(1 -

W1 ) C2 -

W1C5 =

2. Copper section
C1 -

(1 -

W2 ) C3 -

W2C6

= 0

3. Zinc section
(1 -

A starting value for


was obtained by solving the
first three zinc mass balance equations ; this yielded

,v,

wa=

W2)C3 -

(l

- W2 -

W3) C4 -

W3C7

= 0

from which the B(w) matrix is found. In this particular case, the precision of the different X-ray measurements was approximately known from calibration experiments, and the M matrices were based on
these data. A starting value of
was found from
standard two-product formulas:

w,

= o.70, w2 = 0.091,

w3= o.096.

The direct search program converged in five stages


to the solution

iv,

= o.06954,

w2 = o.08964, wa

= o.07066,

and the adjusted analyses are shown in Table 2. It


will be noted that three zinc analyses have very large
adjustments. As noted in the report from which the
data for this example were takenm, it was later discovered t hat some analyses had X-ray calibration
errors which were unknown at the time.

9S

ERROR ANALYS IS

SENSITIVITY OF SOLUTIONS

In fitting models to analytical data, it is frequently


des irable to find not only the estimate,
of mass
flows in a circuit, but also an estimate of its probable
error. This is particularly true when large recycle
streams exist, as mass flow estimates are then very
sensitive to data errors. A linear estimate of the
probable error may be found in the following way.
If the mass balance equations are perturbed, the perturbation equations are found to be

w,

Ai(c,) ow

+ B (w) oci

i = l, ... , m.

B (w) is the matrix previously defined, and A, (c,)


is the matrix of coefficients obtained by writing the
mass balance equations in the form
A;(c;) w ~ = b (c;) ,

1, . ,m.

Then a perturbation in the data, 8c1, yields a mass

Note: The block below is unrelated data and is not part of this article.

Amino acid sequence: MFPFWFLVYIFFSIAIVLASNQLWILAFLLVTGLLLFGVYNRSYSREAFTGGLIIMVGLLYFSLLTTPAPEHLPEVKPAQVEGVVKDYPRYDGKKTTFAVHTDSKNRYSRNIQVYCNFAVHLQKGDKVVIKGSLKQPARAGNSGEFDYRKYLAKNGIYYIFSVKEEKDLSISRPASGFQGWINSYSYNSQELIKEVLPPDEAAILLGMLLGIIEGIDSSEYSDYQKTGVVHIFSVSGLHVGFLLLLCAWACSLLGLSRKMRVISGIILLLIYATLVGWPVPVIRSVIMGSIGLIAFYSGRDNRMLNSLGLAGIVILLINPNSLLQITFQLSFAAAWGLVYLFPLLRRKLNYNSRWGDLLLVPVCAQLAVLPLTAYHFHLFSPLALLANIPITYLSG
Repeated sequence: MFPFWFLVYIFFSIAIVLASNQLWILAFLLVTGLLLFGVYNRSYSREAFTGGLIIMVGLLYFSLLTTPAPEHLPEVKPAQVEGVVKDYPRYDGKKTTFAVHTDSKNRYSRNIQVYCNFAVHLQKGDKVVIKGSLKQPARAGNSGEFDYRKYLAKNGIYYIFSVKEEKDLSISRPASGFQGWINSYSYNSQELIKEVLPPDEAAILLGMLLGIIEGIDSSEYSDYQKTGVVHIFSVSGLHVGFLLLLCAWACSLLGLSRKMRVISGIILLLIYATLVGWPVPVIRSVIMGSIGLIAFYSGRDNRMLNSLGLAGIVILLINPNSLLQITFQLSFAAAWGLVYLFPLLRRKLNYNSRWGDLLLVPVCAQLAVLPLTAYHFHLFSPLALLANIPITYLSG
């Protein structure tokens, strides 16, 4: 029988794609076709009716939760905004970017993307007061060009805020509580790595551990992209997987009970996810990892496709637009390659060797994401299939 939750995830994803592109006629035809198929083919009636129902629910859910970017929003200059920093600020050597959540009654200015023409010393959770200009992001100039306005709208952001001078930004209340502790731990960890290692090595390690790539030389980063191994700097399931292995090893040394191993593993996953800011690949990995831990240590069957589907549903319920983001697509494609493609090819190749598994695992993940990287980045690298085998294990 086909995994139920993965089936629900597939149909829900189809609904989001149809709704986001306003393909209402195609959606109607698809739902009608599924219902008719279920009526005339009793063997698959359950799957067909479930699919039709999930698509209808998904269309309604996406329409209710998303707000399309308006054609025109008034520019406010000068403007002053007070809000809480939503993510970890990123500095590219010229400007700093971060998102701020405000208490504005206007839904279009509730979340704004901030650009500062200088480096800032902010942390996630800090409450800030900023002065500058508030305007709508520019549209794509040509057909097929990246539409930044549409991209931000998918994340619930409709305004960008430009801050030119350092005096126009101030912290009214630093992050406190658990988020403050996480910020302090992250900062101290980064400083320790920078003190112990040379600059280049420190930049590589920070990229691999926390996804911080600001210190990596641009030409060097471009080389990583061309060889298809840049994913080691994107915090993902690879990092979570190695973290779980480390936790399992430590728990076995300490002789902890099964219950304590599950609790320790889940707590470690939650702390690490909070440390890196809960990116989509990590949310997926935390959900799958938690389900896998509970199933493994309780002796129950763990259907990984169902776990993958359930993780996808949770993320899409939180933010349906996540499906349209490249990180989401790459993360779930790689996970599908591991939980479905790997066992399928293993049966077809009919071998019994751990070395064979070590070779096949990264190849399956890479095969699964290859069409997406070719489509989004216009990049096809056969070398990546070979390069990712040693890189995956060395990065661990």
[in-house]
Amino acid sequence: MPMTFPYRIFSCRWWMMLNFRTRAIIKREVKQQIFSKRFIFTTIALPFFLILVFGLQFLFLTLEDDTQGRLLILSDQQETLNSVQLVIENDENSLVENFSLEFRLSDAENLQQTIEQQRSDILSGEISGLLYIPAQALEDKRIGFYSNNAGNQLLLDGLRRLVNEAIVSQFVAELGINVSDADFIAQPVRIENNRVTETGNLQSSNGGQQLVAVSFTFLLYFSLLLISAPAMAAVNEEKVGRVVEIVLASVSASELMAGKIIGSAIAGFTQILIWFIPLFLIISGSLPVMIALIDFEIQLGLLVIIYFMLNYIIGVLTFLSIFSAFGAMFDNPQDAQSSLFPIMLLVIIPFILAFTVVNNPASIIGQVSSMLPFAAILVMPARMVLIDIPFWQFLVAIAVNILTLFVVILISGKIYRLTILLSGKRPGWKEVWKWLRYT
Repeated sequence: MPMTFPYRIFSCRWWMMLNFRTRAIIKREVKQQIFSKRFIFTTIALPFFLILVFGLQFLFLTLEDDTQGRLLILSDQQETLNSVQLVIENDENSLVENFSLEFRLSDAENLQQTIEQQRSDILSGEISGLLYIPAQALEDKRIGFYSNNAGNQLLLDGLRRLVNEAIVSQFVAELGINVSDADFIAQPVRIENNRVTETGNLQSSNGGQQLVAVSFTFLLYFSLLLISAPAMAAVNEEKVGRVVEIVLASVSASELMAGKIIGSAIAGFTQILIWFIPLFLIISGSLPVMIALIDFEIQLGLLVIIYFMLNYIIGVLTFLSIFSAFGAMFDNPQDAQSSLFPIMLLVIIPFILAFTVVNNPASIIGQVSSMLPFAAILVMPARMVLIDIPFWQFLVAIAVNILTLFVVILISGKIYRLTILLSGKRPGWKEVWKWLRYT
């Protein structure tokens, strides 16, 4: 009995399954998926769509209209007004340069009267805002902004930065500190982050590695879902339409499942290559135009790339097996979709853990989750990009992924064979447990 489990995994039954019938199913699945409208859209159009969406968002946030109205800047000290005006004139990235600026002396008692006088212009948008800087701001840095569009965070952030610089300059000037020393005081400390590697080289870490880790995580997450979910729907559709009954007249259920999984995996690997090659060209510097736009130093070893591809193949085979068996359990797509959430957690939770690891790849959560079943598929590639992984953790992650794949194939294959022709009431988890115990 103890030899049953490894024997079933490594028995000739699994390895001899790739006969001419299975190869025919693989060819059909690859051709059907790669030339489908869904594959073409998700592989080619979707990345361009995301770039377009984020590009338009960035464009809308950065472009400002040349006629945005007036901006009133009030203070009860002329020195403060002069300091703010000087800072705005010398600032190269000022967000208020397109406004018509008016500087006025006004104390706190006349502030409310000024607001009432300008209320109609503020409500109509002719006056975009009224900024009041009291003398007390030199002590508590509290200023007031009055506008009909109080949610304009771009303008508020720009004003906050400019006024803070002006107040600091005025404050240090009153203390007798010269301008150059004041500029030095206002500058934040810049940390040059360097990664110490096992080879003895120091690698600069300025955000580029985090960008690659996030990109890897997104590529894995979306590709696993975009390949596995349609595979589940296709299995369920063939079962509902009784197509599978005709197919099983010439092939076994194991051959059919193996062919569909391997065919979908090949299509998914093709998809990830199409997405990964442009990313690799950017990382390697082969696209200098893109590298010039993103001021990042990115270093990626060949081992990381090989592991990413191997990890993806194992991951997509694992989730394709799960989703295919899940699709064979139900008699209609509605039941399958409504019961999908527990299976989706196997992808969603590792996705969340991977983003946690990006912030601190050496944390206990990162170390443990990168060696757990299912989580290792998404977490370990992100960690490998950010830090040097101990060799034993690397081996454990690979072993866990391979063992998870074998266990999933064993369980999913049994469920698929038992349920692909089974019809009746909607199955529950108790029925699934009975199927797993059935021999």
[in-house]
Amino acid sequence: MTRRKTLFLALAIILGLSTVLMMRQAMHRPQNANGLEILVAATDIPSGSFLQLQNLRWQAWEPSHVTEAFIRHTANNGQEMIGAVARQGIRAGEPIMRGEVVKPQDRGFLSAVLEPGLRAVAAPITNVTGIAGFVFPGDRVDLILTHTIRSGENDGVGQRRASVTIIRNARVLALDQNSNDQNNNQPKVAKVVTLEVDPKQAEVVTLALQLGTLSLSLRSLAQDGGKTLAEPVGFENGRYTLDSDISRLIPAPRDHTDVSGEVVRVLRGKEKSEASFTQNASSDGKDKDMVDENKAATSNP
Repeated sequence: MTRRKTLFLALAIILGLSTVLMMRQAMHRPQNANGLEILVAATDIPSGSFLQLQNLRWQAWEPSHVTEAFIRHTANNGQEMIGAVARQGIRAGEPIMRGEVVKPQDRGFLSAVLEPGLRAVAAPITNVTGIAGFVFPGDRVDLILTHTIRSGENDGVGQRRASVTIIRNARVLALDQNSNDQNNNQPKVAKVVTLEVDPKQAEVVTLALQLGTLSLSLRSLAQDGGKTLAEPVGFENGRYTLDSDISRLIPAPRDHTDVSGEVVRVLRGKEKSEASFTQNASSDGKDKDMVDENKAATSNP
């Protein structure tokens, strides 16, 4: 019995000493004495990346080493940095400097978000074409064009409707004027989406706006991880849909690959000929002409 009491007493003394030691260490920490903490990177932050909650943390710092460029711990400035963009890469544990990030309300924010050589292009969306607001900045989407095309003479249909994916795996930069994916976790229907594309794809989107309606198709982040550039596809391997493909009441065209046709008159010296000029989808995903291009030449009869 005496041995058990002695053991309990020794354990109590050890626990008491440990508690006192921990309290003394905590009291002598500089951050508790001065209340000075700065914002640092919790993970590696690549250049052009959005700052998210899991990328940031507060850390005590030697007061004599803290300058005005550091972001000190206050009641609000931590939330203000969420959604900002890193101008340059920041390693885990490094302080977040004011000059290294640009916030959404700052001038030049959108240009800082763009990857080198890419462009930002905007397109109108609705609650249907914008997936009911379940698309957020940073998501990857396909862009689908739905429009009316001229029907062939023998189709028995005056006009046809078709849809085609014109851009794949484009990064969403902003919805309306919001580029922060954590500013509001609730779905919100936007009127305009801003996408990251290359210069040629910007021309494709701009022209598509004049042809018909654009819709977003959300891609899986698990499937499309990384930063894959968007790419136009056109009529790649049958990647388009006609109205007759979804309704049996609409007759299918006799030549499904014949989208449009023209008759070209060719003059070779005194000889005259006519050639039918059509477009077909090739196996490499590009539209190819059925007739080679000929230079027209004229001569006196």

flow perturbation
ow= -AtB oc;

where

For the first example given above, the covariance


matrix was computed and found to be
.000135

[(~*-~ ) ~*-~)'] =

.000644 - .000027
.000644 1.197
.1039

-.000027

.1039

.0398

This yields the standard deviations


0

w 1 =

0.01161,

aW2 =

1.094,

wa

= 0.1995,

whiCh are large in comparison with the estimates.


Further, although errors in W1 are nearly independent
of those in W2 and
errors in these last two quantities are strongly correlated (correlation coefficient
0.50). It must be recognized that estimates of mass
flows in large recycle streams are subject to significant error even when sampling and measurement errors are relatively small.
Under these conditions, it is essential to use all
available data, weighted according to precision, and,
in on-line applications, to use time averaging of X-ray
analytical data to reduce random error in the data.

wa,

At = (A:Ai)- 1A:

the pseudo-inverse of A/ 61 The covariance matrix


E[owow'J = At B E[Oc,oc;J (AtB)'.

If, now, the expectation on the right-hand side is


replaced by the measurement covariance matrix, the
covariance matrix of
is obtained;

E[(w* - w) (w* -w)'] = AtBM, (AtB)'.

CONCLUSIONS

The numerical method proposed offers a convenient


method of obtaining the best estimate of metallurgical
balances, based on proper statistical treatment of the
available data. The error analysis presented allows
estimation of the precision of such balances; in general, this precision is lower than is usually supposed.

To use all the experimental data, the m sets of equations must be combined. It is easily verified that this
is done by forming
A' = [A; M ... A,:.]

B=

B 0

0 B

0 0

M1
M

=I

ACKNOWLEDGMENTS

The authors are grateful to the management and


mill staff of the Lake Dufault Division, Falconbridge
Copper Ltd., for allowing plant access and providing
analytical services in gathering the data for one of
the examples used. The work reported was supported
in part by National Research Council Grant A-4165.

. 0

M2

REFERENCES
(1) King, R. P., Model for the Design and Control of

Mrn
(2)

and finding

(3)

E[ (w*-w) (w*-w)'J = A+BM(A+B)'

If more precise data concerning measurement error


covariance are not at hand, the M1 matrices may be
approximated by
Mi ~ a 2 diag

100

[c ..... C; n].
2

(4)

(5)

(6)

Flotation Plants, 10th Annual Symposium on the


Application of Computer Methods in the Mineral hidustry, Johannesburg, R.S.A., April 1972.
Loveday, B. K., and .Marchant, G. R., Simulation of
Multicomponent Flotation Plants, as for (1).
Deutsch, R., Estimation Theory, Ch. 6 (Prentice-Hall,
Inc., Englewood Cliffs, N.J., 1965).
Rosenbrock, H. H., An Automatic Method of Finding
the Greatest or Least Value of a Function, Computer
J., 3, pp. 175-184, October 1960.
Smith, H. W., and Lewis, C. L., Computer Control
Experiments at Lake Dufault, CIM Bulletin, 62, W
109-115, February 1969.
Penrose, R. A., A Generalized Inverse for Matrices,
Proc. Cambridge Phil. Soc., 51, pp. 406-413, 1955.

The Canadian Minin2 and Metallurgical